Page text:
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PowerNotes on Generative AI – A Founder’s Perspective

By: Wilson Tsu
Posted On
July 5, 2023
Featured In
July 5, 2023
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The release of ChatGPT on November 30, 2022 put Generative AI into the public lexicon.  We may not fully understand the full impact of AI on education for a number of years, but I believe that education as we know it has changed forever. 

Generative AI is a transformative technology. At its leading edge, ChatGPT proved capable enough to initiate a tidal wave of investment and set off alarms across the educational landscape. AI technology is only in its infancy and the billions of dollars that are pouring into AI development will only accelerate its development. 

The March 14, 2023 release of GPT 4.0 was a huge leap forward. In just 5 months, ChatGPT went from struggling on most standardized tests to, with some exceptions, passing them with flying colors; from getting C’s on undergraduate and graduate-level assignments to getting A’s. 

While it is unclear whether future iterations will exhibit the same exponential improvement, it is certain that the capabilities of AI will improve over time. As such, students, educators, and society as a whole need to be prepared for what has already been a fundamental change to how we go about our business.

Generative AI Will Fundamentally Change Education

Change is hard. Most people resist change. And let’s admit it, for the most part, our education system resists change. As the founder of a young EdTech company, this has been a challenge. What I’ve observed is that building a product that improves learning isn’t enough. 

ChatGPT changed all of that. 

It is “the most easily accessible and lowest-cost cheating technology ever devised.” The fear of students using AI to cheat caused an uproar amongst faculty such that dozens of our partner institutions have convened special task forces to address AI’s impact on academic integrity. Apparently, fear is the greatest motivator for change.

I don’t buy into fear. But the reality is, everything is going to change—starting with the workforce. Unlike education, most industries have a huge economic incentive to adopt AI. And they are. The vast majority of people in my social circle already use Generative AI in some capacity for their work. AI gives them an advantage in efficiency and quality. In the corporate world, that’s all that matters, and it will matter for students in their chosen fields of employment. 

But how AI will play out in industry isn’t all roses and butterflies. Management is in the process of finding ways to “leverage AI” to increase productivity and cut costs (i.e., layoffs). Make no mistake, AI will lead to the loss of jobs—some predict massive losses. For the most part, professionals understand this. I’m finding that my conversations with friends eventually lead to the question of “how do I insulate myself from being replaced by AI?” Unfortunately, the answer isn’t always straightforward.

But it’s not all doom and gloom! 

AI presents society and education with huge opportunities. AI isn’t good at everything. In fact, it’s still really bad at some things. If people can adapt, jobs will shift. Whole industries will be born—industries we haven’t thought of yet.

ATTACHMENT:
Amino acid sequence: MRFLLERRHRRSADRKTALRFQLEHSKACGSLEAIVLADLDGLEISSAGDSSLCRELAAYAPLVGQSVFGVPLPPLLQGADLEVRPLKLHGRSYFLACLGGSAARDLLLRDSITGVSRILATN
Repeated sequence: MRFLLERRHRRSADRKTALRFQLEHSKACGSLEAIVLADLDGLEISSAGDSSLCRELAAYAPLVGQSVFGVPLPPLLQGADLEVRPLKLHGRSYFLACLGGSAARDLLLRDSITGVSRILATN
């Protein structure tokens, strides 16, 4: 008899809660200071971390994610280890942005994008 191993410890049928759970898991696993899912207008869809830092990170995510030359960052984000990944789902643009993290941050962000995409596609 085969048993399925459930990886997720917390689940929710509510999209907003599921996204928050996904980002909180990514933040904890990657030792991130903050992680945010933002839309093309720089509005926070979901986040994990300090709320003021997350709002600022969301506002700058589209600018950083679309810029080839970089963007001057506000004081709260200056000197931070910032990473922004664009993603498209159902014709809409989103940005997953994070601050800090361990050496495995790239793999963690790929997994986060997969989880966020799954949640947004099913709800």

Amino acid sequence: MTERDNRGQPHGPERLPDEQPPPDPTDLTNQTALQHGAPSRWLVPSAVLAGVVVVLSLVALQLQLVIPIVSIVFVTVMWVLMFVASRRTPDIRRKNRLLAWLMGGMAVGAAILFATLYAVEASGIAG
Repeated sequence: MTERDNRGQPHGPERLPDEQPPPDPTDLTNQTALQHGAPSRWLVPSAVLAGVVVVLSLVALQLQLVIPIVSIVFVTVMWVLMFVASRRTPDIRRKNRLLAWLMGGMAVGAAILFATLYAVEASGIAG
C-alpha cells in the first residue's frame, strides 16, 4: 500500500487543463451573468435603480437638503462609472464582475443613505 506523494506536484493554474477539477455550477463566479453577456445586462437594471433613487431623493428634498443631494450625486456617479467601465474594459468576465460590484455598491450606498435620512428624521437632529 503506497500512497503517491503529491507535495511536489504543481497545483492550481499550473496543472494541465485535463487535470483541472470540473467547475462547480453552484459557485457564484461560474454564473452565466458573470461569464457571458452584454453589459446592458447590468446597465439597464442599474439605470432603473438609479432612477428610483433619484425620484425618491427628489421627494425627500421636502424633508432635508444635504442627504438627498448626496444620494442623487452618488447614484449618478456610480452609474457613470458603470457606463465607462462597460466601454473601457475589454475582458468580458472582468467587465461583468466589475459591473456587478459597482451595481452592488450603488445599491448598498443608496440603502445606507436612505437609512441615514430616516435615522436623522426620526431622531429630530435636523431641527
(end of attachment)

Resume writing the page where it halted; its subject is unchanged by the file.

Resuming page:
Ideally, people will be freed up to do things they love, instead of things they feel they need to do to live. Education needs to adapt to prepare students for this future. As an example, I send my two grade-school aged children to a private school in Chicago. In the parent interview, I asked them what is unique about them—what are my kids going to get out of this school vs. other schools? Their answer was “we are going to prepare them for the world of the future, for jobs that don’t exist yet.” That sold me. That is what education in today’s rapidly changing world needs to do.

I believe that AI and its derivative technologies will drive much of that change. Some believe that “it represents mankind’s greatest invention to date.” (Craig Mundie is no slouch)  With AI likely becoming an integral part of the future of education, it's crucial that we understand its implications and harness its potential in a responsible and effective manner.

Yes, There Are Reasons to be Concerned with AI

Let’s just say it: ChatGPT made it easier, cheaper, and faster than ever to cheat on written assignments and any take-home exam. Other AI “study” platforms allow students to easily ace multiple choice quizzes

Thanks to the spectacular media coverage on ChatGPT, everyone knows about it, including students. Anecdotally, every student I know or have talked to is using it. Some surveys suggest that nearly 90% of students have used ChatGPT to complete assignments. And they have been doing this since January 2023

Educational institutions are struggling to find solutions: ranging from all out bans, to in-class only use, to totally permissive use of AI. Some educators are even suggesting going back to blue books and pencils. 

Whatever the eventual solution, it is clear that cheating needs to be addressed. And so many  EdTech companies are marching forward with what they believe are “what schools need…” More on this later. But before we get there, here are a few concerns educators have raised regarding Generative AI:

Concern Possible Mitigation
Dependence on Technology: Over-reliance on AI writing tools may lead to students becoming overly dependent on technology and miss out on essential critical thinking, writing, and problem-solving skills. It is important for instructors to understand how and when to incorporate AI and properly scaffold it to ensure the relevant skills are learned. I believe it’s time to rethink what skills should be learned in the first place, given that AI is being introduced into the classroom (for better or worse, many grade school children don’t learn cursive writing anymore).